The U.S. is looking into whether the Pakistani Air Force made use of American-made F-16s during an aerial skirmish with the Indian Air Force late last month, which could be a violation of agreements between Pakistan and the U.S. over use of the aircraft.
Citing the U.S. Embassy in Islamabad, Reuters reported on March 3 that the U.S. is looking into reports that a Pakistani F-16 was involved in the fighting. An embassy spokesperson told the media outlet, “We are aware of these reports and are seeking more information. We take all allegations of misuse of defense articles very seriously.”
On February 27, a Pakistani Air Force fighter jet shot down an Indian Air Force MiG-21, which crashed inside Azad Kashmir/Pakistan-occupied Kashmir. The pilot was captured but later returned to India.
Reuters noted that Pakistan has denied using F-16s against India, but the military has not declared which aircraft shot down the MiG-21. Claims have emerged that a Pakistani JF-17 shot the MiG-21 down, but the military has not commented on these. India has released a photo of a scrap of the U.S.-made AIM-120 air-to-air missile bearing the number of a contract with Pakistan as evidence that American systems were utilized in the skirmish. The Indian Air Force has not acquired the AIM-120.
Pakistan has purchased a number of F-16s from the U.S. over the years, with dozens currently in service. The aircraft come under specific “end user agreements,” Reuters reported, but the U.S. Embassy in Islamabad did not provide further clarity on the terms of the agreements covering the F-16s. The embassy said, “The U.S. Government does not comment on or confirm pending investigations of this nature.”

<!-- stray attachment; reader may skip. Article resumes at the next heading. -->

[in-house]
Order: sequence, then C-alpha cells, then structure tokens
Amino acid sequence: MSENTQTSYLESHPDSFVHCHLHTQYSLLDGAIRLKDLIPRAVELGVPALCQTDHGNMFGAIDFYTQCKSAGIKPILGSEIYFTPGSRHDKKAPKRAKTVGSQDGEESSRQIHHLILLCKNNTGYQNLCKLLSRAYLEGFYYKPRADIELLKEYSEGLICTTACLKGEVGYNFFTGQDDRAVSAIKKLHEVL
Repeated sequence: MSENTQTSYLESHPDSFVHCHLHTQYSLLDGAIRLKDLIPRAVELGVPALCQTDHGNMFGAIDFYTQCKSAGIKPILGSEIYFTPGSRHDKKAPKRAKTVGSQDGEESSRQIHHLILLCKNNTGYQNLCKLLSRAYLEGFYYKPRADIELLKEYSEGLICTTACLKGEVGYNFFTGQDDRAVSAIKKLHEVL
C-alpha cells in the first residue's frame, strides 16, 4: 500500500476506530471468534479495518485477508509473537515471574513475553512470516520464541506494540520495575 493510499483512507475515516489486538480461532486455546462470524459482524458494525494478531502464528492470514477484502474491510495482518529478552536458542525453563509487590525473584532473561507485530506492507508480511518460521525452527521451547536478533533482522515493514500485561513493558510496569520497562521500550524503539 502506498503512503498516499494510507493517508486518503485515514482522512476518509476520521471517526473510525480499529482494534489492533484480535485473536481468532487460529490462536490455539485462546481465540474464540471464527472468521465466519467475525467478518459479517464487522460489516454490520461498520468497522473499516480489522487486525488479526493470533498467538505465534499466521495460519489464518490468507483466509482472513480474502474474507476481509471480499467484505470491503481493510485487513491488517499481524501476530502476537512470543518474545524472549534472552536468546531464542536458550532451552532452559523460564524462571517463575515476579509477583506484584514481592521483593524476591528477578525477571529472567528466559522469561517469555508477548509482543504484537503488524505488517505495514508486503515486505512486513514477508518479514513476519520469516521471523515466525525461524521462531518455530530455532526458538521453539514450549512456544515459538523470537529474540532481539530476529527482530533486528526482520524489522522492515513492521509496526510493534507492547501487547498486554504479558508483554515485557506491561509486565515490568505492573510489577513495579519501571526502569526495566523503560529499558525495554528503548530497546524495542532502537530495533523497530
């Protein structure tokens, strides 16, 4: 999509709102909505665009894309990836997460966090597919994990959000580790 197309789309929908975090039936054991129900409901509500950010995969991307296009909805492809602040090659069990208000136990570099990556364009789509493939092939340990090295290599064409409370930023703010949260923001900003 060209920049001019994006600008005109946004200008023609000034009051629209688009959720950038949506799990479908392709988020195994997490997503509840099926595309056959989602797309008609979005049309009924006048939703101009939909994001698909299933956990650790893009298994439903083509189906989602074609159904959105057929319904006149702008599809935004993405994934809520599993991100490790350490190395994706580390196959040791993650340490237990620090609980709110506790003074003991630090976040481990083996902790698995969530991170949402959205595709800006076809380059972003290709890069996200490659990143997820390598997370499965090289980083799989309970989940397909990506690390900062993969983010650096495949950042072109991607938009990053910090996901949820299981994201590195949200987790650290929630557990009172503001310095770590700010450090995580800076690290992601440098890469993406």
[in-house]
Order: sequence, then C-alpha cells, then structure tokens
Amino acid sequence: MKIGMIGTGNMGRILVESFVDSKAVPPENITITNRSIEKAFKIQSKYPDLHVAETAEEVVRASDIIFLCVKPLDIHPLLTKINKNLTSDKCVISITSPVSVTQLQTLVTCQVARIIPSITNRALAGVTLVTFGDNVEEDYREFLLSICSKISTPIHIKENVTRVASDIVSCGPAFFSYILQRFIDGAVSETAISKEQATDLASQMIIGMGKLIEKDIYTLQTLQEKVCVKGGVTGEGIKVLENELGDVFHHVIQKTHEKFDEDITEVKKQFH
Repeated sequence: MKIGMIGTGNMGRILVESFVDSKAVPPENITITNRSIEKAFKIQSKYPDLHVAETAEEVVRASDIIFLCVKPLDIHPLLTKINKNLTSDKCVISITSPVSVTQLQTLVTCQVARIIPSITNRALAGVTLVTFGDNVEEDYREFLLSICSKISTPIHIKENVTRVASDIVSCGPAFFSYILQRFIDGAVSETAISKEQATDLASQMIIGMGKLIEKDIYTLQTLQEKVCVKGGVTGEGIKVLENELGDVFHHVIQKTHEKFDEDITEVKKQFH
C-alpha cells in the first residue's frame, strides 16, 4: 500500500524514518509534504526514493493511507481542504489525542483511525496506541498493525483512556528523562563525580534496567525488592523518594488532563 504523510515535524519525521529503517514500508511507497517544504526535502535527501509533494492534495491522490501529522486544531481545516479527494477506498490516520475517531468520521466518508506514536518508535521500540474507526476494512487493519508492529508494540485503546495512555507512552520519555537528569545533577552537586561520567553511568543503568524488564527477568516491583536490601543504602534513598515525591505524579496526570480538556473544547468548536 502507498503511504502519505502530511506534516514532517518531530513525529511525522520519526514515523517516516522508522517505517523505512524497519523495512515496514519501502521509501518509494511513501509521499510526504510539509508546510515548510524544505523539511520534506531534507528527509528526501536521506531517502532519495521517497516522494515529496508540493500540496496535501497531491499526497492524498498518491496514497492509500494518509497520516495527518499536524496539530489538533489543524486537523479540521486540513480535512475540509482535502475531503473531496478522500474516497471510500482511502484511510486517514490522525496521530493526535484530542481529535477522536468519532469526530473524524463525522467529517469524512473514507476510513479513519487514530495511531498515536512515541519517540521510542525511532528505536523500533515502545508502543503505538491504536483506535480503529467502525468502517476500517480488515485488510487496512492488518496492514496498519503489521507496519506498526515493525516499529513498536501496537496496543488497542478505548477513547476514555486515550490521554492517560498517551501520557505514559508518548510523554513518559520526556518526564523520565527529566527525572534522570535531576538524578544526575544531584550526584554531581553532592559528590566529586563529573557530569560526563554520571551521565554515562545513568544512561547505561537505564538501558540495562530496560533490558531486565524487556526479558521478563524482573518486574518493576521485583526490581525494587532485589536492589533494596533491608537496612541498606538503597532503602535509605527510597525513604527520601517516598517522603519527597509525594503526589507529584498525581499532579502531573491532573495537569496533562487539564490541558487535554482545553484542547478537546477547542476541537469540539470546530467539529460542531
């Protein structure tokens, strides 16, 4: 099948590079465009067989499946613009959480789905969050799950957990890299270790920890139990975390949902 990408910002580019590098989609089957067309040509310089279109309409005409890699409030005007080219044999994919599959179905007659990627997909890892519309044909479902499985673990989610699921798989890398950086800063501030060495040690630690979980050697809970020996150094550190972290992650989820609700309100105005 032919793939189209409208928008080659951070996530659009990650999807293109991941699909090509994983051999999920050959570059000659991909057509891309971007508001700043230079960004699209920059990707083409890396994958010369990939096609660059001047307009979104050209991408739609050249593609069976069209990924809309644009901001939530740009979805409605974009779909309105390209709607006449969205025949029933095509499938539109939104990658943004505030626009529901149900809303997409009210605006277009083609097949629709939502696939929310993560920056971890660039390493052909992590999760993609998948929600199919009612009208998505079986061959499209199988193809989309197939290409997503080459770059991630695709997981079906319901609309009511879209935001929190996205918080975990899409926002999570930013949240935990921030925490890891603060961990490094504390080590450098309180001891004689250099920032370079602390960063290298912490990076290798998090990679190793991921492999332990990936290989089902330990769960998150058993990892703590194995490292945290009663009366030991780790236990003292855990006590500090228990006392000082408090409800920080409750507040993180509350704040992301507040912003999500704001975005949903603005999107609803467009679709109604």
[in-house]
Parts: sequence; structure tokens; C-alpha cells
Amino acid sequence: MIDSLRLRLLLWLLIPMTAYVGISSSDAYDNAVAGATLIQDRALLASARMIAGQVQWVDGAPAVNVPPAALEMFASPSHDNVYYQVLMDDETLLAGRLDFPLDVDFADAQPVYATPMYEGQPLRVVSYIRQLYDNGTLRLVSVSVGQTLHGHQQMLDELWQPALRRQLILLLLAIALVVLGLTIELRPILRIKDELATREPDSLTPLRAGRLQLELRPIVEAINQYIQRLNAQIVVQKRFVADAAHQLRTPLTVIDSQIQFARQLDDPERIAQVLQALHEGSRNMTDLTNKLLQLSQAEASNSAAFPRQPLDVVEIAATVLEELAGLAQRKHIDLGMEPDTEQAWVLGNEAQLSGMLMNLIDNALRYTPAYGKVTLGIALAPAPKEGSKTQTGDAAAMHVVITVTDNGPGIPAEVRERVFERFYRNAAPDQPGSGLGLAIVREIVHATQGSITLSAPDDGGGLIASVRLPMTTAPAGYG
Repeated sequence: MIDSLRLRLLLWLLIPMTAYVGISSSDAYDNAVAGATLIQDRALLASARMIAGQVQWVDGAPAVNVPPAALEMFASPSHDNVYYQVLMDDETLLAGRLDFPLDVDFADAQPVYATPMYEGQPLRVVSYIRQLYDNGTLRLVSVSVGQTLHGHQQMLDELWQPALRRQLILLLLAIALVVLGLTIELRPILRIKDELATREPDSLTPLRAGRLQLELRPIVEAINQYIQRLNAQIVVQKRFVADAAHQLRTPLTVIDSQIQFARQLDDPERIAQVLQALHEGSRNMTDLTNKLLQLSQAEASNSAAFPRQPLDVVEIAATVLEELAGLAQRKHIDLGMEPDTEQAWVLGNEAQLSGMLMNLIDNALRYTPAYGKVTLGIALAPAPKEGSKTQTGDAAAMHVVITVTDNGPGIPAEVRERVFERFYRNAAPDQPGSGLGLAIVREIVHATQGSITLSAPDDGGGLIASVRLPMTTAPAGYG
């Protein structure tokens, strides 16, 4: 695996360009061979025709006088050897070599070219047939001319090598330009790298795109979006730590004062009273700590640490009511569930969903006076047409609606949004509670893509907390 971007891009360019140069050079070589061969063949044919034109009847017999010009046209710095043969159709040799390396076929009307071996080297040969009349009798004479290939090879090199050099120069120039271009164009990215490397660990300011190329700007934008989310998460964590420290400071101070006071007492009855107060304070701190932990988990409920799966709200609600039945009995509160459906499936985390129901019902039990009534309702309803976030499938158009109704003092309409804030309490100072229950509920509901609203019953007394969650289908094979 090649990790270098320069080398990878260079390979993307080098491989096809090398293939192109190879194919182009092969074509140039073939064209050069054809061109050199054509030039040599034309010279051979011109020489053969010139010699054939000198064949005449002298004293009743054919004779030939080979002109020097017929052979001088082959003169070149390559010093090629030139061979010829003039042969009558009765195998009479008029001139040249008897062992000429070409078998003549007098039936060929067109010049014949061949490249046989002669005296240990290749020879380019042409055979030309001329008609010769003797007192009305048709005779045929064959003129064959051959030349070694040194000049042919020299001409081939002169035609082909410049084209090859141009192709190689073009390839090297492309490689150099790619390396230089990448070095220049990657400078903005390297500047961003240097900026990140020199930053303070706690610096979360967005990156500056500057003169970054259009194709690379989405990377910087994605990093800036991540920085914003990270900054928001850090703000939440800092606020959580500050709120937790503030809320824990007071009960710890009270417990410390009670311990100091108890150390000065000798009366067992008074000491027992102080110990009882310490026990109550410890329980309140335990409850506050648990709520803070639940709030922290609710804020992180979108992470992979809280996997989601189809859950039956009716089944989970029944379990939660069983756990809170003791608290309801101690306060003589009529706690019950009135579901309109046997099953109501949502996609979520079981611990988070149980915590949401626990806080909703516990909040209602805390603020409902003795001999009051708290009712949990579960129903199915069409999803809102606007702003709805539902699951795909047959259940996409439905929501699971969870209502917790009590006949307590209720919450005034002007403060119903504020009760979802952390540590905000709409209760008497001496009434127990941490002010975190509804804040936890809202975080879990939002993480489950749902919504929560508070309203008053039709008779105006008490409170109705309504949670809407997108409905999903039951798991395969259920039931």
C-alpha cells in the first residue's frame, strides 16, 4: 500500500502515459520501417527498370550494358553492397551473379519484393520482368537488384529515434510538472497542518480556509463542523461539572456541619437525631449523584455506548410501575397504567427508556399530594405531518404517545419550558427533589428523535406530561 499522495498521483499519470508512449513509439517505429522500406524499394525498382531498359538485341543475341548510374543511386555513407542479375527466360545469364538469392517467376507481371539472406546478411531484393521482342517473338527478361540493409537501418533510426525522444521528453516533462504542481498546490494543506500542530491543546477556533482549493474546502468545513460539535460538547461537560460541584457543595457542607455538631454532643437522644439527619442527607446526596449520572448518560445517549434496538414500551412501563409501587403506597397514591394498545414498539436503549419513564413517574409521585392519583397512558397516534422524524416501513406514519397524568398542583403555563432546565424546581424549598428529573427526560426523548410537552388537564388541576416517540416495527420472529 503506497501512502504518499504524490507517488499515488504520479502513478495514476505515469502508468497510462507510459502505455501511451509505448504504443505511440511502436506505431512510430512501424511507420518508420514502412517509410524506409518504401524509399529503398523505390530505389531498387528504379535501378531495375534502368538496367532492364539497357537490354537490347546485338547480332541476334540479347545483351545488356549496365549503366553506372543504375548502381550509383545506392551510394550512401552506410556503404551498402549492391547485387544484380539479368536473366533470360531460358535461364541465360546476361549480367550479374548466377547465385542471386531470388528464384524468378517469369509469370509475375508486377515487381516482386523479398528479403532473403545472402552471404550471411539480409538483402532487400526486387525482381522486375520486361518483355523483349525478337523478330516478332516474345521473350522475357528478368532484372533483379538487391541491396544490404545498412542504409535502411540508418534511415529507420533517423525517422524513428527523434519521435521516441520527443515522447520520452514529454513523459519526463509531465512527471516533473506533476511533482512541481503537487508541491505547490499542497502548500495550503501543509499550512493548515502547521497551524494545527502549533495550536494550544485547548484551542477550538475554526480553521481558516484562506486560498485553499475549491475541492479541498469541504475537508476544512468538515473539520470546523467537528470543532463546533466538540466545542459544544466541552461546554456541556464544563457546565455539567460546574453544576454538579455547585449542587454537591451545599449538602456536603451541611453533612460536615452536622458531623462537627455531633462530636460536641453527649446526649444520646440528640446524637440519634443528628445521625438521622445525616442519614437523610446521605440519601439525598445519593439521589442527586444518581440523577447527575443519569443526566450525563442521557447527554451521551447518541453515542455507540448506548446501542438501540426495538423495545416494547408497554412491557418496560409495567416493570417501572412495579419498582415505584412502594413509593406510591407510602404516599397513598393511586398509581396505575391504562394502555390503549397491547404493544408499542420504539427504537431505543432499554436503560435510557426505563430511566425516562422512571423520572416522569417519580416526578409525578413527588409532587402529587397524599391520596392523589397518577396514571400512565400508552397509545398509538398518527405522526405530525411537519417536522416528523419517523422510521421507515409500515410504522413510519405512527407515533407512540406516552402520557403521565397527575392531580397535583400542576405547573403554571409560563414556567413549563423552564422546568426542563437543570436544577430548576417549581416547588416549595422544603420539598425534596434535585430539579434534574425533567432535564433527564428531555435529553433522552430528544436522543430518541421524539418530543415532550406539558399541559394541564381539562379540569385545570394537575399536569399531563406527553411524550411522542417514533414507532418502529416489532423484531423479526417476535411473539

If the U.S. determines that Pakistan used F-16s against India in violation of previous agreements, it is not clear what steps Washington will take in response. The U.S. may consider blocking current and future arms sales to Pakistan.
While Pakistan has previously imported a number of military systems from the U.S., the bilateral relations have deteriorated significantly. In 2016, the U.S. Congress blocked the use of American military assistance funding for a new sale of eight F-16s to Pakistan – effectively killing the deal – over concerns about whether the aircraft would be deployed against India, as well as the pace of Pakistani counterterrorism action.
Furthermore, Pakistani officials have recently complained about a lack of spares support from the U.S. to maintain the fleet of F-16s currently in service.
At present, Pakistan has a dozen AH-1Z attack helicopters on order from the U.S., the first of which have already been produced. It is not clear whether any of those helicopters have been delivered to Pakistan yet, and the deal may well have been frozen before the latest incident. Pakistan also will need U.S. approval to purchase the T-129 attack helicopter from Turkey as, in its present configuration, the helicopter utilizes two LHTEC T800-4A turboshaft engines. Those engines are a product of a joint venture between U.S. firm Honeywell International and U.K. firm Rolls-Royce, giving the U.S. a veto over their export.
Besides these systems, however, arms sales from the U.S. to Pakistan have largely tapered off already. Other means to pressure Islamabad – such as with sanctions – could inhibit American objectives in nearby Afghanistan, where Washington is seeking Islamabad’s support to achieve a political solution between the government and Taliban insurgents.